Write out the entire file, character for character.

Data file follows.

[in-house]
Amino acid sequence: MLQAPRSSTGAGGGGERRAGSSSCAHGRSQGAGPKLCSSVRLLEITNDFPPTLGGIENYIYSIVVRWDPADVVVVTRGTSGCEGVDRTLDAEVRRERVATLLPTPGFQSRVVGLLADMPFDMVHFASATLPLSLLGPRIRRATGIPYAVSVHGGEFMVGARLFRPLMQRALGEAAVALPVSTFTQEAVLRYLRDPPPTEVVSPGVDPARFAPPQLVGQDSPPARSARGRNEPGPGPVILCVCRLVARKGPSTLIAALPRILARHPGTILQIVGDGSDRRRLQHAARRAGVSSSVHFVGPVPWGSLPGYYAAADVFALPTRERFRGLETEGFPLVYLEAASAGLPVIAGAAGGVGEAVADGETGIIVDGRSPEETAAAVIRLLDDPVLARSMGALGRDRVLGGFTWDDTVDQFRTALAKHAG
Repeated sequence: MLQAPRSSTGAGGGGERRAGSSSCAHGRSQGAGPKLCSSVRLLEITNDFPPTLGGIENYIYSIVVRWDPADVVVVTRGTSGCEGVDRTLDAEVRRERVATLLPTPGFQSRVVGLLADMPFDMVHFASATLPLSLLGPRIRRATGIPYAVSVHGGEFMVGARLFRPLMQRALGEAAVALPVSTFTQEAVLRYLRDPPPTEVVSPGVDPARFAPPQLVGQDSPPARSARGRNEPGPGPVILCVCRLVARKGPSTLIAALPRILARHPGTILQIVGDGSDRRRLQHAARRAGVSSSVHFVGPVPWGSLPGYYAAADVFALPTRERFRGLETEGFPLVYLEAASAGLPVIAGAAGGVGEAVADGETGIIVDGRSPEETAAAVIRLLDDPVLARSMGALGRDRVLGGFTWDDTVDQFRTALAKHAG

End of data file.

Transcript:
[in-house]
Amino acid sequence: MLQAPRSSTGAGGGGERRAGSSSCAHGRSQGAGPKLCSSVRLLEITNDFPPTLGGIENYIYSIVVRWDPADVVVVTRGTSGCEGVDRTLDAEVRRERVATLLPTPGFQSRVVGLLADMPFDMVHFASATLPLSLLGPRIRRATGIPYAVSVHGGEFMVGARLFRPLMQRALGEAAVALPVSTFTQEAVLRYLRDPPPTEVVSPGVDPARFAPPQLVGQDSPPARSARGRNEPGPGPVILCVCRLVARKGPSTLIAALPRILARHPGTILQIVGDGSDRRRLQHAARRAGVSSSVHFVGPVPWGSLPGYYAAADVFALPTRERFRGLETEGFPLVYLEAASAGLPVIAGAAGGVGEAVADGETGIIVDGRSPEETAAAVIRLLDDPVLARSMGALGRDRVLGGFTWDDTVDQFRTALAKHAG
Repeated sequence: MLQAPRSSTGAGGGGERRAGSSSCAHGRSQGAGPKLCSSVRLLEITNDFPPTLGGIENYIYSIVVRWDPADVVVVTRGTSGCEGVDRTLDAEVRRERVATLLPTPGFQSRVVGLLADMPFDMVHFASATLPLSLLGPRIRRATGIPYAVSVHGGEFMVGARLFRPLMQRALGEAAVALPVSTFTQEAVLRYLRDPPPTEVVSPGVDPARFAPPQLVGQDSPPARSARGRNEPGPGPVILCVCRLVARKGPSTLIAALPRILARHPGTILQIVGDGSDRRRLQHAARRAGVSSSVHFVGPVPWGSLPGYYAAADVFALPTRERFRGLETEGFPLVYLEAASAGLPVIAGAAGGVGEAVADGETGIIVDGRSPEETAAAVIRLLDDPVLARSMGALGRDRVLGGFTWDDTVDQFRTALAKHAG